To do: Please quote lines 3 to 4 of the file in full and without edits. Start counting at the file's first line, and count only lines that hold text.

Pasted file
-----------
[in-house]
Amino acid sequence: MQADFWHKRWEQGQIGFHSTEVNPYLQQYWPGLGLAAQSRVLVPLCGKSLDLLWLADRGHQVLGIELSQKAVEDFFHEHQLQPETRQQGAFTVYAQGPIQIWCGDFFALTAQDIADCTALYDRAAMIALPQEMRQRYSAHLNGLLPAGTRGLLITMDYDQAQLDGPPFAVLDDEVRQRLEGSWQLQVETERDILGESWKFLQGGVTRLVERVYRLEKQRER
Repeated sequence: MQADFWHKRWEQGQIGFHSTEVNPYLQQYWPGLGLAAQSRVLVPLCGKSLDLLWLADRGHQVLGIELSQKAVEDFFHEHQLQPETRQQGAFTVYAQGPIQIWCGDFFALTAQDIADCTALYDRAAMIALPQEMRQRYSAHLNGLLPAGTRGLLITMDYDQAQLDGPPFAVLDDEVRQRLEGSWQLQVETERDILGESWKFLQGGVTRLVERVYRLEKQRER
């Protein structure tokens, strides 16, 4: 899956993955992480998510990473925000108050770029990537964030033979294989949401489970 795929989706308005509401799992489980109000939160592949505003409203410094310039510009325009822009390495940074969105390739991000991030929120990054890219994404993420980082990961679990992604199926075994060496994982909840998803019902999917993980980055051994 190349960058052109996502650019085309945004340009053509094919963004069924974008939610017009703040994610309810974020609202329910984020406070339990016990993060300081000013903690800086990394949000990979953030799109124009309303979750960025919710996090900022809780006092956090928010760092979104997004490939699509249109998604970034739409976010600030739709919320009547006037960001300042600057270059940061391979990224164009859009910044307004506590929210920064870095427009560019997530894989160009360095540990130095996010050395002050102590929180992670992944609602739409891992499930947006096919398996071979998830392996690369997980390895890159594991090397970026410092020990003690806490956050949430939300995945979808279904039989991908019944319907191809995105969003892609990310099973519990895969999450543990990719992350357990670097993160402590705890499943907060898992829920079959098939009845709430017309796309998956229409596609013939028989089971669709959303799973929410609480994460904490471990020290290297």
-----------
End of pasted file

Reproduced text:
Repeated sequence: MQADFWHKRWEQGQIGFHSTEVNPYLQQYWPGLGLAAQSRVLVPLCGKSLDLLWLADRGHQVLGIELSQKAVEDFFHEHQLQPETRQQGAFTVYAQGPIQIWCGDFFALTAQDIADCTALYDRAAMIALPQEMRQRYSAHLNGLLPAGTRGLLITMDYDQAQLDGPPFAVLDDEVRQRLEGSWQLQVETERDILGESWKFLQGGVTRLVERVYRLEKQRER
């Protein structure tokens, strides 16, 4: 899956993955992480998510990473925000108050770029990537964030033979294989949401489970 795929989706308005509401799992489980109000939160592949505003409203410094310039510009325009822009390495940074969105390739991000991030929120990054890219994404993420980082990961679990992604199926075994060496994982909840998803019902999917993980980055051994 190349960058052109996502650019085309945004340009053509094919963004069924974008939610017009703040994610309810974020609202329910984020406070339990016990993060300081000013903690800086990394949000990979953030799109124009309303979750960025919710996090900022809780006092956090928010760092979104997004490939699509249109998604970034739409976010600030739709919320009547006037960001300042600057270059940061391979990224164009859009910044307004506590929210920064870095427009560019997530894989160009360095540990130095996010050395002050102590929180992670992944609602739409891992499930947006096919398996071979998830392996690369997980390895890159594991090397970026410092020990003690806490956050949430939300995945979808279904039989991908019944319907191809995105969003892609990310099973519990895969999450543990990719992350357990670097993160402590705890499943907060898992829920079959098939009845709430017309796309998956229409596609013939028989089971669709959303799973929410609480994460904490471990020290290297």